Jon Murray, Indianapolis Star, February 5, 2008
A discrimination lawsuit filed Tuesday by 20 white firefighters increased the complexity of the legal web facing the new Indianapolis mayor over hiring and promotions in public safety.
The suit says several white firefighters were passed over in promotions to lieutenant and captain in favor of less-qualified black candidates. It is similar to a suit brought in July by Indianapolis police officers.
Both lawsuits aim to push back against three decades of oversight by the U.S. Department of Justice that boosted the ranks of blacks in both forces—so successfully, the federal agency says, it has sought to curtail its involvement.
City officials signaled Tuesday that Mayor Greg Ballard’s administration might break from a past stance in support of keeping the departments’ hiring and promotions policies and retaining federal oversight. Ballard took office last month.
“It’s a sensitive situation when . . . you are accused on the one hand of discriminating against African-Americans and, on the other hand, discriminating against Caucasians,” said Scott Newman, Ballard’s director of public safety.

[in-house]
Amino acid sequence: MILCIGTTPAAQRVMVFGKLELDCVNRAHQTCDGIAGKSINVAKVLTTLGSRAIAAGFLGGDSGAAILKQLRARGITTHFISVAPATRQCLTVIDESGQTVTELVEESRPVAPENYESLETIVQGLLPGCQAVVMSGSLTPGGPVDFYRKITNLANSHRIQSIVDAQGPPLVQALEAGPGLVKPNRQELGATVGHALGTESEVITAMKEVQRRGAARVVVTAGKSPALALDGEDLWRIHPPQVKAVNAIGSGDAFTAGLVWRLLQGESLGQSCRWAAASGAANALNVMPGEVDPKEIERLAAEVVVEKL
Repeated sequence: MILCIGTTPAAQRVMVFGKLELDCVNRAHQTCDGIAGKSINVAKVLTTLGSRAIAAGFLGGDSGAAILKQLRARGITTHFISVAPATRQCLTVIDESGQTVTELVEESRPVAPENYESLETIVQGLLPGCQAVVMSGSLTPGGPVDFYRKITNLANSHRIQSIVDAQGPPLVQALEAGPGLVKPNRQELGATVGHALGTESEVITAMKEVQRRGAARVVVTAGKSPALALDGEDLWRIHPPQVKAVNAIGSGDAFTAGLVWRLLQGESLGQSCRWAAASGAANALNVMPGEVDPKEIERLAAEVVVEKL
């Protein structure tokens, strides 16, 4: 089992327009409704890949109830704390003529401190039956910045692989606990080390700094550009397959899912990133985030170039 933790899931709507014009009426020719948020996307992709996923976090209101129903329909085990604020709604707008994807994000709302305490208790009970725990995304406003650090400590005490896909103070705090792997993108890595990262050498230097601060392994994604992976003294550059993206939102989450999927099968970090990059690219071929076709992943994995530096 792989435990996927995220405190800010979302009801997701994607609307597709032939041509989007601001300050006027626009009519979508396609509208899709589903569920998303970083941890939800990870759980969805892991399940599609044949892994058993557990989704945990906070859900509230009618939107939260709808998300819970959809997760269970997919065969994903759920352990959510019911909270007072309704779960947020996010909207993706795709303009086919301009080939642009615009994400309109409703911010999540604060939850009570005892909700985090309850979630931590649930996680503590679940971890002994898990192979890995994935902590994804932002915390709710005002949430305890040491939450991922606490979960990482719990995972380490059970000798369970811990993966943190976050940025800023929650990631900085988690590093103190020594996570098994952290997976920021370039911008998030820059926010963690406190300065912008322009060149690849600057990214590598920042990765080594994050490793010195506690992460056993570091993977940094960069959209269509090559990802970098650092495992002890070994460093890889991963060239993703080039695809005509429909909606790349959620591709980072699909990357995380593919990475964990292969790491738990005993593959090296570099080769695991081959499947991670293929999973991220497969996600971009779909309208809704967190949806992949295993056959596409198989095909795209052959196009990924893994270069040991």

Newman and Chris Cotterill, the city’s top attorney, said they had not yet evaluated the morass of unresolved issues surrounding the Justice Department consent decrees governing promotions. Neither had seen the new lawsuit, also filed in federal court.
The suit, brought by 19 men and one woman, names the city and Indianapolis Fire Department Chief James Greeson as defendants. It seeks back pay, damages and changes to the promotions process.
In December 2006, the suit says, IFD used promotion lists that ranked candidates based on test scores and interviews. The top 40 on the lieutenant list were promoted. Then officials promoted four black firefighters ranked 44th, 47th, 60th and 77th.
For promotions to captain, the suit says, IFD took the first 31 names on the list and then skipped to the 46th, a black firefighter.
But the latest suit has not drawn Justice Department support. Jeffrey McQuary, the firefighters’ attorney, said the Equal Employment Opportunity Commission rejected claims by Scott and another firefighter, Robin J. Whitaker. The group decided to file the lawsuit on its own.